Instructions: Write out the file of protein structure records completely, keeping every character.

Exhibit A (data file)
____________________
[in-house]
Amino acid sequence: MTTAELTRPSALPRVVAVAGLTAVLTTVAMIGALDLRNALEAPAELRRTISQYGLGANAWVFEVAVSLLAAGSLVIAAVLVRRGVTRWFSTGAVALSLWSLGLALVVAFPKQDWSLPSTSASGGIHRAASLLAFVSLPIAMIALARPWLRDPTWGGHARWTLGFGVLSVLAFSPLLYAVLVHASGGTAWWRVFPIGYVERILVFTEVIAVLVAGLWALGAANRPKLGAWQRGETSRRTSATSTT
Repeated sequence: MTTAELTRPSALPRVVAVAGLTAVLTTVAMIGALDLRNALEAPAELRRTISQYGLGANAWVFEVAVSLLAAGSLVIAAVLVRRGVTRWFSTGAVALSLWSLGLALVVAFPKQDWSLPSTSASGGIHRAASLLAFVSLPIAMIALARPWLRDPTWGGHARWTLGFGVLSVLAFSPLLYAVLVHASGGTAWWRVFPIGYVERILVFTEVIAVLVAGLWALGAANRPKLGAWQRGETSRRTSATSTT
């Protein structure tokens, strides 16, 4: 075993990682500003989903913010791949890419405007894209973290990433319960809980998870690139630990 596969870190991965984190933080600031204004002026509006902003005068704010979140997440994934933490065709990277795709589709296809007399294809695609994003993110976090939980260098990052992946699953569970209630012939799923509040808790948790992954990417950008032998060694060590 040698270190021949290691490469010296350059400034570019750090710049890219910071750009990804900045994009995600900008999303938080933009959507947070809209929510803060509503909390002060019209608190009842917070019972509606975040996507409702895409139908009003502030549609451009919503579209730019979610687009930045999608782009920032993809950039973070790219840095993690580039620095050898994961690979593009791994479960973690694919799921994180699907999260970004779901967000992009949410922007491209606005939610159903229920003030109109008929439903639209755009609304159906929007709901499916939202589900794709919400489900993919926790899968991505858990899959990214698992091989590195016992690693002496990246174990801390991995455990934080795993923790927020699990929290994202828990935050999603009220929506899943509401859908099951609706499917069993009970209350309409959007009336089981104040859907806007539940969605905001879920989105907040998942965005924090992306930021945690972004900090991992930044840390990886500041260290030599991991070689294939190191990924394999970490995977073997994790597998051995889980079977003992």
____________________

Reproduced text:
[in-house]
Amino acid sequence: MTTAELTRPSALPRVVAVAGLTAVLTTVAMIGALDLRNALEAPAELRRTISQYGLGANAWVFEVAVSLLAAGSLVIAAVLVRRGVTRWFSTGAVALSLWSLGLALVVAFPKQDWSLPSTSASGGIHRAASLLAFVSLPIAMIALARPWLRDPTWGGHARWTLGFGVLSVLAFSPLLYAVLVHASGGTAWWRVFPIGYVERILVFTEVIAVLVAGLWALGAANRPKLGAWQRGETSRRTSATSTT
Repeated sequence: MTTAELTRPSALPRVVAVAGLTAVLTTVAMIGALDLRNALEAPAELRRTISQYGLGANAWVFEVAVSLLAAGSLVIAAVLVRRGVTRWFSTGAVALSLWSLGLALVVAFPKQDWSLPSTSASGGIHRAASLLAFVSLPIAMIALARPWLRDPTWGGHARWTLGFGVLSVLAFSPLLYAVLVHASGGTAWWRVFPIGYVERILVFTEVIAVLVAGLWALGAANRPKLGAWQRGETSRRTSATSTT
């Protein structure tokens, strides 16, 4: 075993990682500003989903913010791949890419405007894209973290990433319960809980998870690139630990 596969870190991965984190933080600031204004002026509006902003005068704010979140997440994934933490065709990277795709589709296809007399294809695609994003993110976090939980260098990052992946699953569970209630012939799923509040808790948790992954990417950008032998060694060590 040698270190021949290691490469010296350059400034570019750090710049890219910071750009990804900045994009995600900008999303938080933009959507947070809209929510803060509503909390002060019209608190009842917070019972509606975040996507409702895409139908009003502030549609451009919503579209730019979610687009930045999608782009920032993809950039973070790219840095993690580039620095050898994961690979593009791994479960973690694919799921994180699907999260970004779901967000992009949410922007491209606005939610159903229920003030109109008929439903639209755009609304159906929007709901499916939202589900794709919400489900993919926790899968991505858990899959990214698992091989590195016992690693002496990246174990801390991995455990934080795993923790927020699990929290994202828990935050999603009220929506899943509401859908099951609706499917069993009970209350309409959007009336089981104040859907806007539940969605905001879920989105907040998942965005924090992306930021945690972004900090991992930044840390990886500041260290030599991991070689294939190191990924394999970490995977073997994790597998051995889980079977003992």